In addition to salary, hospice nurses are also likely to receive a range of benefits that may include:

  • Access to discounted childcare
  • Life insurance
  • Medical insurance
  • Dental insurance
  • Flexible Spending Accounts (FSAs) or Health Saving Accounts (HSAs)
  • Nursing conference reimbursement
  • Retirement plans
  • Paid sick leave
  • Vacation leave
  • Bonus
  • Rewards from patient’s loved ones

How Do You Become A Hospice LPN?

A hospice LPN begins with becoming a registered nurse either by graduating with an Associate Degree in Nursing (ADN) or Bachelor of Science in Nursing (BSN) and then passing the National Council Licensure Examination (NCLEX-RN). Following that, nurses should gain a few years of clinical experience in an acute care setting and pass the Hospice and Palliative Nurses Certification Exam.

Is It Hard To Be A Hospice LPN?

Like any other job, hospice nursing also has several advantages and disadvantages. Those who practice as hospice nurses say it is an emotionally rewarding experience to offer comfort and support to people when they are living their last days. Still, they admit significant grief, and the work can take an emotional toll. So, yes, it is hard to become a hospice LPN.

What Is Needed To Be A Good Hospice LPN

A good hospice nurse must possess the skills to provide acute care to patients and the personal characteristics of honesty, patience, and empathy. The position requires critical thinking skills and organizational skills, and great attention to detail, but more than anything, it requires resilience and a deep well of compassion.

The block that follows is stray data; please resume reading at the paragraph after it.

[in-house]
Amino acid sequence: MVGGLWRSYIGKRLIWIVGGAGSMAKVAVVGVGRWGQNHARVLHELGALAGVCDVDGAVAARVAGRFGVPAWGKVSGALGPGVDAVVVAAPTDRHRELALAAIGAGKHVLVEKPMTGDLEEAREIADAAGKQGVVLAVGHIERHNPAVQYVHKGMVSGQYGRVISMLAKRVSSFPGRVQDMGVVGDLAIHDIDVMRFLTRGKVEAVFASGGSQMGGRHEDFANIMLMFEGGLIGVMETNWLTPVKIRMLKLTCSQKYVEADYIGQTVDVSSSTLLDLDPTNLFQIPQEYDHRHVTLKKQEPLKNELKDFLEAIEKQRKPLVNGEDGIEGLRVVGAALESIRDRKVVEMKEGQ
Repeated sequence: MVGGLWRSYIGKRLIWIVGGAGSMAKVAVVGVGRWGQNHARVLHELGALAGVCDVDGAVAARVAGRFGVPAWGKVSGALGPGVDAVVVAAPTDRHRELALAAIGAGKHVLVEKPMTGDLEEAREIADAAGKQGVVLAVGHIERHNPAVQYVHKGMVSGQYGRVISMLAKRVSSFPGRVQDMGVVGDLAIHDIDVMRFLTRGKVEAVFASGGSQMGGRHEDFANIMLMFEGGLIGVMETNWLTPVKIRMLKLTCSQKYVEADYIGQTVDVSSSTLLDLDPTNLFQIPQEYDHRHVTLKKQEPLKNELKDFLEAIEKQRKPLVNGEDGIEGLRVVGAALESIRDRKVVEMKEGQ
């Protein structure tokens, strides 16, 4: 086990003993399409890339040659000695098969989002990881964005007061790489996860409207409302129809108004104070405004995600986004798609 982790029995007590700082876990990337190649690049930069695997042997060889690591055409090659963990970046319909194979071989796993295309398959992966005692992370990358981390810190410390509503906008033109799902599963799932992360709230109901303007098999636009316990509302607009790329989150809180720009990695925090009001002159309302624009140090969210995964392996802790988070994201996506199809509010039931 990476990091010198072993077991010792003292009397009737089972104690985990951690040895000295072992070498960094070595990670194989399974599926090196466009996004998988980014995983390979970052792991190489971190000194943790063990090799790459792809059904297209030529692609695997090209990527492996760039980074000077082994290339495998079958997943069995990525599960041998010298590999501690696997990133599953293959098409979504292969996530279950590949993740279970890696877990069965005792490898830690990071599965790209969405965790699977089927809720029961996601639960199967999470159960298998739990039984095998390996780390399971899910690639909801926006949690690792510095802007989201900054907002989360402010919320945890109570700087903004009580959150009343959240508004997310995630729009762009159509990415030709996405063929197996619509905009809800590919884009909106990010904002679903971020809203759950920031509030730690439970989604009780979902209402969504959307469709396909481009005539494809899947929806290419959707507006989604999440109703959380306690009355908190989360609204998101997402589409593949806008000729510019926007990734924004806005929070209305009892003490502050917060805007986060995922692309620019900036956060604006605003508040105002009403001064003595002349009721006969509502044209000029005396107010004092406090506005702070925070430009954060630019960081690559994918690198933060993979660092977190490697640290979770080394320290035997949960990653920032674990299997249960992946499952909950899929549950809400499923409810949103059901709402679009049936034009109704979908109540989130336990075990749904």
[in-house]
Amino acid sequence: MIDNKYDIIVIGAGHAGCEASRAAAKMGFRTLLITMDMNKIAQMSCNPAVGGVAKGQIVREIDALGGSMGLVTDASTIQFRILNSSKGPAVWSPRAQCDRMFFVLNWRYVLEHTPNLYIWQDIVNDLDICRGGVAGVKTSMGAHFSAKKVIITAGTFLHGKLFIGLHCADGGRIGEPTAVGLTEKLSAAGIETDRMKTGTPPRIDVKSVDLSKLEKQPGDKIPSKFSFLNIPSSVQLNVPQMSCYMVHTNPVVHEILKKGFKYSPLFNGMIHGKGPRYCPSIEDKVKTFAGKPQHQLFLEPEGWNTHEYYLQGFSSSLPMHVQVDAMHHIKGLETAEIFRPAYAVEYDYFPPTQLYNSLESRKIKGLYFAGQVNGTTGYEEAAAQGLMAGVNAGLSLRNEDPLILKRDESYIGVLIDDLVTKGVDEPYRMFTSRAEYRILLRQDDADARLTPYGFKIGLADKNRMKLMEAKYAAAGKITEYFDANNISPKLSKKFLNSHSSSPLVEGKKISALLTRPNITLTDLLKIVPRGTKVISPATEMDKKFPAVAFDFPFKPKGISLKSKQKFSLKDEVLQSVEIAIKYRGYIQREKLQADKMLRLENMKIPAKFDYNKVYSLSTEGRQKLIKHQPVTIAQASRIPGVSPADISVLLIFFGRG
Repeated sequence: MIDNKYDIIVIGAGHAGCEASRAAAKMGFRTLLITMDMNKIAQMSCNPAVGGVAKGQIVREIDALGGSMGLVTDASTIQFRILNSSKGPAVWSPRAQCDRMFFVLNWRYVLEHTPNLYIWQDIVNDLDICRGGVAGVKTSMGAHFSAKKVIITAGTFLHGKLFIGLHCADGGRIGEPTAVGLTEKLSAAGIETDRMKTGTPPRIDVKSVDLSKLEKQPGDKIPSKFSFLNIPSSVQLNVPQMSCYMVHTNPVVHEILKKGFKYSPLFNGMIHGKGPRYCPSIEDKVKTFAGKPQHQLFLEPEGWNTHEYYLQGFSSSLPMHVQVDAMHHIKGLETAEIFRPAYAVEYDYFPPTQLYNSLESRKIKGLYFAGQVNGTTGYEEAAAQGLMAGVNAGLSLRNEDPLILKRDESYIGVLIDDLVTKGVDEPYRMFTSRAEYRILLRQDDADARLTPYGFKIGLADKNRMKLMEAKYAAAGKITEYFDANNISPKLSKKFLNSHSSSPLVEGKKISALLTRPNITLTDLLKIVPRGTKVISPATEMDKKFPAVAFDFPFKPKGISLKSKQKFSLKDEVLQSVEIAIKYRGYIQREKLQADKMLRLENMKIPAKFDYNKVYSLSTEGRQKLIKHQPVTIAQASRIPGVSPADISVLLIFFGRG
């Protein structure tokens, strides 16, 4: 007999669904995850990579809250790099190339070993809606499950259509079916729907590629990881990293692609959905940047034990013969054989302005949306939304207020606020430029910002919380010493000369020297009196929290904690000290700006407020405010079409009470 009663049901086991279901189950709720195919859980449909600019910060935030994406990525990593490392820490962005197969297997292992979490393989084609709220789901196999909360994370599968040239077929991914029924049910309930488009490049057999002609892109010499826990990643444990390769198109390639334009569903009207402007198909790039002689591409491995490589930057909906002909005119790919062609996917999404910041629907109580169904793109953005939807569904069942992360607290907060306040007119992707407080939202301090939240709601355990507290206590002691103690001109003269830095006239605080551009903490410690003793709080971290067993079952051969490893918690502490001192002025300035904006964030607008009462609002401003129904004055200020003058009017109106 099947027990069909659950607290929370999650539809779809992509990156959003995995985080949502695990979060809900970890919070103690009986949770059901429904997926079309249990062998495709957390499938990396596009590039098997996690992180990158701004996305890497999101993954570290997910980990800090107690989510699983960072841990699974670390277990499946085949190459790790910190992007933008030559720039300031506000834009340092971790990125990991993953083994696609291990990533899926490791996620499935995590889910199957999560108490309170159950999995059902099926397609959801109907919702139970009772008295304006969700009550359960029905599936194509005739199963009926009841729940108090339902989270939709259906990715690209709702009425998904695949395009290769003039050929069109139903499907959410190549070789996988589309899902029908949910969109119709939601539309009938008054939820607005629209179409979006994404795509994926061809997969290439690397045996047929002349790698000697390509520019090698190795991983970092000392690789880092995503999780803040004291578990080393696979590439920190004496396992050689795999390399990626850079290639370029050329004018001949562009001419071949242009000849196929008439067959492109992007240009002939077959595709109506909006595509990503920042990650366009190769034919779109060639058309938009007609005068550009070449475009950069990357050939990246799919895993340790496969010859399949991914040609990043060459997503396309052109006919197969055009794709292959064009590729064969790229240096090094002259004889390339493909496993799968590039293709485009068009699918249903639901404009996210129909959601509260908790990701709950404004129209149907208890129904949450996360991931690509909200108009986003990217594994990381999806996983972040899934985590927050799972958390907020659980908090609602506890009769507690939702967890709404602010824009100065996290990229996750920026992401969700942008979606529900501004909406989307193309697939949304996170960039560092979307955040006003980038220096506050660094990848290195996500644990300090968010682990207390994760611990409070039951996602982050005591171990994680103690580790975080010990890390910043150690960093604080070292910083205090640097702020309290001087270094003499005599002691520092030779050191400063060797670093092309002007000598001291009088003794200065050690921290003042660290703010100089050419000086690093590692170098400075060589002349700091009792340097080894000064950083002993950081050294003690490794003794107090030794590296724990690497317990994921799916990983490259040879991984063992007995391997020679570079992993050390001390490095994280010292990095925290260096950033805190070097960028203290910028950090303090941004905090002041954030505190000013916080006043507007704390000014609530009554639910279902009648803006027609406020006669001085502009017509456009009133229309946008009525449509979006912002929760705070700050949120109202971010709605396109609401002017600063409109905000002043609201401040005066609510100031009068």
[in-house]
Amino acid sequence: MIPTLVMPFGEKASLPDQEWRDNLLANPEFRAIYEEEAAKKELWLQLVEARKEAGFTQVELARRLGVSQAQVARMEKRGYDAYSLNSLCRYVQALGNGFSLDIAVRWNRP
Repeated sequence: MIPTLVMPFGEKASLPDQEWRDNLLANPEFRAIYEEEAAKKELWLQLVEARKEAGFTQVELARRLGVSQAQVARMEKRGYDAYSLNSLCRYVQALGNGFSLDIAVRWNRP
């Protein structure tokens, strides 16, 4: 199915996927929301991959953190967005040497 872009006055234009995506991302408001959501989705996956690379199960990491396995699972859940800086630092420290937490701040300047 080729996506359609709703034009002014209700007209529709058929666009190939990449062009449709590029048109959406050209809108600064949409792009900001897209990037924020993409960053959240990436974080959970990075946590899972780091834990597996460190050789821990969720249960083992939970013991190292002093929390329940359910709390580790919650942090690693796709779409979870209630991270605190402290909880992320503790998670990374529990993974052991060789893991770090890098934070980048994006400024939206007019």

Career Outlook For Hospice LPN Jobs

There is remarkable growth in the demand for hospice nurses, thanks to the national nursing shortage and the increasing number of elders demanding to spend their last few days outside the hospital.

According to a report, more Americans have chosen to die at home since the early 20th century. And more than half of Medicare patients did so while in hospice.

More and more people will be expected to pass in the next decade. Much of this has to do with the swift aging of the population combined with the increased acceptance of palliative measures and a remarkable demand for hospice nurses.

Bottom Line

What would be a better job than helping and supporting people in their last days? Of course, no one. A hospice LPN job is a noble profession that must be rewarded with high pay and benefits. You are ideal for this job if you are resilient, patient, and compassionate. And don’t worry about your career and money, hospice nursing is one of the highest paying jobs currently in the U.S, and the demand is increasing rapidly every day. 

If you are looking for career assistance for nursing jobs, consult the I’kare Consulting Firm to get the right consulting service and find a job that suits you the best. I’kare Consulting Firm is a trusted and reputed medical and healthcare staffing agency. It offers job opportunities for multiple high-demand medical positions such as hospice nurse, travel nurse, clinical nurse, and more.